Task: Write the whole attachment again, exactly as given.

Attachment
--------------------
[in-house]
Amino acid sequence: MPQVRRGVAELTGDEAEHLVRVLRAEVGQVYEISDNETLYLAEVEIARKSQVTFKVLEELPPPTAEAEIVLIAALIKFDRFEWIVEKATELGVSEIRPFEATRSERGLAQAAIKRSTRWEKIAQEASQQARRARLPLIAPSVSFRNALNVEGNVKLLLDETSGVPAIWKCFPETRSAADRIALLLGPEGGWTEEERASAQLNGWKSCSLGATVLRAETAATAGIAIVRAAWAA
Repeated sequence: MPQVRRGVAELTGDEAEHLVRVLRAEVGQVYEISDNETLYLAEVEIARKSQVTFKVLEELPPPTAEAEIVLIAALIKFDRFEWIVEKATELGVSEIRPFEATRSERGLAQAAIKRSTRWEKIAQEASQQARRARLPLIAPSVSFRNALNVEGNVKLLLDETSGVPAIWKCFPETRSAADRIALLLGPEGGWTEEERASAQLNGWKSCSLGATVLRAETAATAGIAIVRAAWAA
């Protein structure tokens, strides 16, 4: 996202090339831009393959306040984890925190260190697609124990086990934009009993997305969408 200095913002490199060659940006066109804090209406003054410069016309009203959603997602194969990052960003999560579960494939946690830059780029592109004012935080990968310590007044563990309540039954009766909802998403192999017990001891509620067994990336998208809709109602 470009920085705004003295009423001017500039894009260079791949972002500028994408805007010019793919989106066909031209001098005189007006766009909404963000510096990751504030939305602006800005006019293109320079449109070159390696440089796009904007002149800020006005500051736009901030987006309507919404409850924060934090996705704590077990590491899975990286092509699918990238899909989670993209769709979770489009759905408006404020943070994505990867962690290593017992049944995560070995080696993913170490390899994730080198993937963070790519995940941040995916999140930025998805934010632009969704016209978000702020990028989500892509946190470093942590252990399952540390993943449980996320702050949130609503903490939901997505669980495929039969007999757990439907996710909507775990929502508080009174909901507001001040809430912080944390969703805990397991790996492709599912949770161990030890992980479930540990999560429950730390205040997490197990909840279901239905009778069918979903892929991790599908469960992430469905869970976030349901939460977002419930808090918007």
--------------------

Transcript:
[in-house]
Amino acid sequence: MPQVRRGVAELTGDEAEHLVRVLRAEVGQVYEISDNETLYLAEVEIARKSQVTFKVLEELPPPTAEAEIVLIAALIKFDRFEWIVEKATELGVSEIRPFEATRSERGLAQAAIKRSTRWEKIAQEASQQARRARLPLIAPSVSFRNALNVEGNVKLLLDETSGVPAIWKCFPETRSAADRIALLLGPEGGWTEEERASAQLNGWKSCSLGATVLRAETAATAGIAIVRAAWAA
Repeated sequence: MPQVRRGVAELTGDEAEHLVRVLRAEVGQVYEISDNETLYLAEVEIARKSQVTFKVLEELPPPTAEAEIVLIAALIKFDRFEWIVEKATELGVSEIRPFEATRSERGLAQAAIKRSTRWEKIAQEASQQARRARLPLIAPSVSFRNALNVEGNVKLLLDETSGVPAIWKCFPETRSAADRIALLLGPEGGWTEEERASAQLNGWKSCSLGATVLRAETAATAGIAIVRAAWAA
């Protein structure tokens, strides 16, 4: 996202090339831009393959306040984890925190260190697609124990086990934009009993997305969408 200095913002490199060659940006066109804090209406003054410069016309009203959603997602194969990052960003999560579960494939946690830059780029592109004012935080990968310590007044563990309540039954009766909802998403192999017990001891509620067994990336998208809709109602 470009920085705004003295009423001017500039894009260079791949972002500028994408805007010019793919989106066909031209001098005189007006766009909404963000510096990751504030939305602006800005006019293109320079449109070159390696440089796009904007002149800020006005500051736009901030987006309507919404409850924060934090996705704590077990590491899975990286092509699918990238899909989670993209769709979770489009759905408006404020943070994505990867962690290593017992049944995560070995080696993913170490390899994730080198993937963070790519995940941040995916999140930025998805934010632009969704016209978000702020990028989500892509946190470093942590252990399952540390993943449980996320702050949130609503903490939901997505669980495929039969007999757990439907996710909507775990929502508080009174909901507001001040809430912080944390969703805990397991790996492709599912949770161990030890992980479930540990999560429950730390205040997490197990909840279901239905009778069918979903892929991790599908469960992430469905869970976030349901939460977002419930808090918007």